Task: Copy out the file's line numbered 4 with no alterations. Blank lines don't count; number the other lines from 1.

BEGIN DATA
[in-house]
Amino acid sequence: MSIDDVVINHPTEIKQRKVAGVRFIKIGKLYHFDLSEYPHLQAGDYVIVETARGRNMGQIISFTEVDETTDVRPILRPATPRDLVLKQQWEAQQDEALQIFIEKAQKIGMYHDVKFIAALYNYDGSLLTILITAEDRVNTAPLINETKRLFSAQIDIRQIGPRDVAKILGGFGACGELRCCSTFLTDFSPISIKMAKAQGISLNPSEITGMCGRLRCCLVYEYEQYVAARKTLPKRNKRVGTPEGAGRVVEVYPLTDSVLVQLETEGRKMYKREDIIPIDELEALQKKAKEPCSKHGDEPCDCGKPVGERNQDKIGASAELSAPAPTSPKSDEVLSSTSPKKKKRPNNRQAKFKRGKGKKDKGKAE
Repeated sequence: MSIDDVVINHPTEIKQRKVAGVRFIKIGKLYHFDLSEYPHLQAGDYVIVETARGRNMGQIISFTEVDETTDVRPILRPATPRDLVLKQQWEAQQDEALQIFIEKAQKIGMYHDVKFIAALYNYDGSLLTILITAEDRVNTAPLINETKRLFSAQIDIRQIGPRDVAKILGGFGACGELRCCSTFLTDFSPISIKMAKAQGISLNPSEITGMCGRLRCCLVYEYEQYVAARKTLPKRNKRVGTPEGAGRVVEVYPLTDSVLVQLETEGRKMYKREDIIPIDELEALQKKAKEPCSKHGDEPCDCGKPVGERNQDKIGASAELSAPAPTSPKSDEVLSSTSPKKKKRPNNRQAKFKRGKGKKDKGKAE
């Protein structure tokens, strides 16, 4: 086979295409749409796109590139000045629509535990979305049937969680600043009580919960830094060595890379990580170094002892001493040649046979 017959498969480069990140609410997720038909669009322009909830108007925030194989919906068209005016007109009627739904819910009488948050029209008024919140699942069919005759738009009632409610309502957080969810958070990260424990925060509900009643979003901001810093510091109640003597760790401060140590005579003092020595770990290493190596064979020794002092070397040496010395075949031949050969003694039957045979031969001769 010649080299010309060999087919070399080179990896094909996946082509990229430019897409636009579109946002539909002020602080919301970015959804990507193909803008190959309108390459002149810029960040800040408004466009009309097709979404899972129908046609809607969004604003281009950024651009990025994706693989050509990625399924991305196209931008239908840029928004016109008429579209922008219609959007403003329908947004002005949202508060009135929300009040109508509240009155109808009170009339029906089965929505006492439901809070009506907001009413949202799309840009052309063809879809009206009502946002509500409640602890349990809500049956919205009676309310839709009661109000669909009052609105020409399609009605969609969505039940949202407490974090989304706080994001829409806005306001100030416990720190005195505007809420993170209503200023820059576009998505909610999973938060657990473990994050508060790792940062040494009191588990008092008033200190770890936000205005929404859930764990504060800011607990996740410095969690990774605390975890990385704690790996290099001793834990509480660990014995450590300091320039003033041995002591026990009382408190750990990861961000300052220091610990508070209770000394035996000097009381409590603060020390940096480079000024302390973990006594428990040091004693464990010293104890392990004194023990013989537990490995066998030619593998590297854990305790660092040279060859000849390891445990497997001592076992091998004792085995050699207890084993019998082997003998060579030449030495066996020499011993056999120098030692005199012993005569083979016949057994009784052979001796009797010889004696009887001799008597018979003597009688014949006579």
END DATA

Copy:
């Protein structure tokens, strides 16, 4: 086979295409749409796109590139000045629509535990979305049937969680600043009580919960830094060595890379990580170094002892001493040649046979 017959498969480069990140609410997720038909669009322009909830108007925030194989919906068209005016007109009627739904819910009488948050029209008024919140699942069919005759738009009632409610309502957080969810958070990260424990925060509900009643979003901001810093510091109640003597760790401060140590005579003092020595770990290493190596064979020794002092070397040496010395075949031949050969003694039957045979031969001769 010649080299010309060999087919070399080179990896094909996946082509990229430019897409636009579109946002539909002020602080919301970015959804990507193909803008190959309108390459002149810029960040800040408004466009009309097709979404899972129908046609809607969004604003281009950024651009990025994706693989050509990625399924991305196209931008239908840029928004016109008429579209922008219609959007403003329908947004002005949202508060009135929300009040109508509240009155109808009170009339029906089965929505006492439901809070009506907001009413949202799309840009052309063809879809009206009502946002509500409640602890349990809500049956919205009676309310839709009661109000669909009052609105020409399609009605969609969505039940949202407490974090989304706080994001829409806005306001100030416990720190005195505007809420993170209503200023820059576009998505909610999973938060657990473990994050508060790792940062040494009191588990008092008033200190770890936000205005929404859930764990504060800011607990996740410095969690990774605390975890990385704690790996290099001793834990509480660990014995450590300091320039003033041995002591026990009382408190750990990861961000300052220091610990508070209770000394035996000097009381409590603060020390940096480079000024302390973990006594428990040091004693464990010293104890392990004194023990013989537990490995066998030619593998590297854990305790660092040279060859000849390891445990497997001592076992091998004792085995050699207890084993019998082997003998060579030449030495066996020499011993056999120098030692005199012993005569083979016949057994009784052979001796009797010889004696009887001799008597018979003597009688014949006579």